Illinois ranked third in the nation in the list of the 10 top states for LEED, an annual ranking that the US Green Building Council (USGBC) says highlights states throughout the nation that have made significant strides in sustainable building design, construction and transformation over the past year.
USGBC says 36,188,485 gross sq. ft. of Illinois buildings were built to LEED standards, representing 151 projects and 2.82 per capita certified GSF.
The organization noted the Chiaravalle Montessori School, North Wing for special attention. It achieved LEED Platinum.
LEED is the world’s most widely used and recognized green building rating system.
Nationally, Massachusetts topped the list, moving from third to first place, with a total of 136 LEED-certified projects representing 3.73 square feet of certified space per resident.
“LEED guides our buildings, cities, communities and neighborhoods to become more resource- and energy-efficient, healthier for occupants and more competitive in the marketplace,” said USGBC president and CEO Mahesh Ramanujam. “The green building movement continues to evolve with advancements in technology, benchmarking and transparency, and the states on this list are leading the way toward a more sustainable future.”
Now in its seventh year, the ranking assesses the total square feet of LEED-certified space per resident based on U.S. Census data and includes commercial and institutional green building projects certified during 2016. Illinois and Colorado are the only two states to have made the list every year since 2010, and New York has returned to the rankings after a one-year hiatus.
A continued presence on the list from Maryland and Virginia has reaffirmed the mid-Atlantic region, which includes Washington, D.C., as the center of green building. While Washington, D.C., is not included in the list of top states, due to its status as a federal territory, it is notable for its 29.04 square feet of LEED space per resident, more than any individual state.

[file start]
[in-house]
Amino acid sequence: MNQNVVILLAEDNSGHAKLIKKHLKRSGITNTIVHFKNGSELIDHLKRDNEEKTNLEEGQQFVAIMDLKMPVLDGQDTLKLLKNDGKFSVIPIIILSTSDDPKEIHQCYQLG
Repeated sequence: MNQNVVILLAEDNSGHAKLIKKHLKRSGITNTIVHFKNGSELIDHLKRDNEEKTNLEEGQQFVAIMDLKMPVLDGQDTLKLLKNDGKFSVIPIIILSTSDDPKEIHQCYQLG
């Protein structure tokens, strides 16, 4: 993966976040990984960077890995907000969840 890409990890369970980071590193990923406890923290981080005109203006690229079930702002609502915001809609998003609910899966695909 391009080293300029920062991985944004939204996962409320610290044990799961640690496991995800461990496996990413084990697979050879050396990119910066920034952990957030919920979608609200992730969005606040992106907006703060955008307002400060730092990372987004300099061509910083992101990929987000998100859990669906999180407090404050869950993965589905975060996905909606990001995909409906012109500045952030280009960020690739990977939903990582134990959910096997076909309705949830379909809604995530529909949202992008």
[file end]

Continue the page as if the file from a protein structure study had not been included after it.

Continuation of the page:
This year’s list has the highest average (2.55 square feet) per capita of LEED-certified space among the top 10 states since 2010. Four of the nine states included in the 2015 list increased the square feet of space they certified per resident in 2016 (Massachusetts, Colorado, California and Virginia).
Collectively, 1,819 commercial and institutional projects achieved LEED certification in the 10 states within the Top 10 LEED list in 2016, representing 309.12 million gross sq. ft. of real estate. And across the U.S., 3,366 projects were LEED-certified in 2016, representing 470.39 million square feet.
In 2016, LEED for Building Operations and Maintenance was once again the most popular rating system within the Top 10 States, representing 53 percent of the total square footage certified; LEED for Building Design and Construction was the second most popular rating system, representing 42 percent of the square footage certified; and LEED for Interior Design and Construction was the third most popular rating system, representing five percent of total square footage certified.
USGBC says that more than 59,000 commercial, neighborhood and residential projects are currently LEED-certified, comprising more than six billion square feet of construction space in all 50 states in the U.S. and in more than 164 countries and territories globally.
Green construction is also a large economic driver. According to USGBC’s 2015 Green Building Economic Impact Study, green construction will account for more than 3.3 million U.S. jobs—more than one-third of the entire U.S. construction sector—and generate $190.3 billion in labor earnings by 2018. The industry’s direct contribution to U.S. gross domestic product (GDP) is also expected to reach $303.5 billion from 2015–2018.